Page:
The Bush administration has overturned a 22-year-old policy and now allows customs agents to seize, read and copy documents from travelers at airports and borders without suspicion of wrongdoing, civil rights lawyers in San Francisco said Tuesday in releasing records obtained in a lawsuit.There's not much I can -- or should have to -- say about that. What I find really interesting here is the evolution of this practice.
[T]hose policies were first enacted by President Ronald Reagan's administration in 1986, in response to lawsuits by U.S. citizens who were questioned and searched after returning from Nicaragua. President Bill Clinton's administration refined the policies in 2000 but made no major changes, Sinnar said.In other words, these policies had their origins in the political harassment of US citizens, at least some of whom were undoubtedly providing humanitarian aid to a country whose democratically elected government was under attack by the Reagan administration, on the grounds that it posed an existential threat (Nicaragua, you'll recall, was only "two days' driving time from Harlingen, Texas").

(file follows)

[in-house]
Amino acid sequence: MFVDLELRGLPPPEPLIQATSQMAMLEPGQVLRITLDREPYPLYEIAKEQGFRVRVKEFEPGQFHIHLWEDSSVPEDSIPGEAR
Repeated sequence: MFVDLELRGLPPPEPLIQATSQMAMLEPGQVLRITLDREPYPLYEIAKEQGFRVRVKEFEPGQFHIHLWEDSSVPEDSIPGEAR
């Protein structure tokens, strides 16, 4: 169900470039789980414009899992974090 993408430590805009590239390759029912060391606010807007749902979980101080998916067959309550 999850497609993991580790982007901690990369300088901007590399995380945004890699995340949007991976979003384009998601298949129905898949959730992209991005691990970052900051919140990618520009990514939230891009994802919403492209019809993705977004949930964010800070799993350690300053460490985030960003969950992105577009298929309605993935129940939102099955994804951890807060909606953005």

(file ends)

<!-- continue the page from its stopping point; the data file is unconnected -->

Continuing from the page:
Clinton left the policies more or less intact. Now, Bush has expanded them. Previously, there had to be "reasonable" grounds for seizing and copying documents. Now, it's simply a matter of autocratic whim. This is a good example -- if we needed another -- of how Democratic administrations postpone, rather than reverse, the slide into authoritarianism. It's conceivable that Obama will reject these powers, and dismantle them. It's even more conceivable that he won't, which ought to (but probably won't) give conservatives pause for thought.
You can read the FOIA documents on these policies here.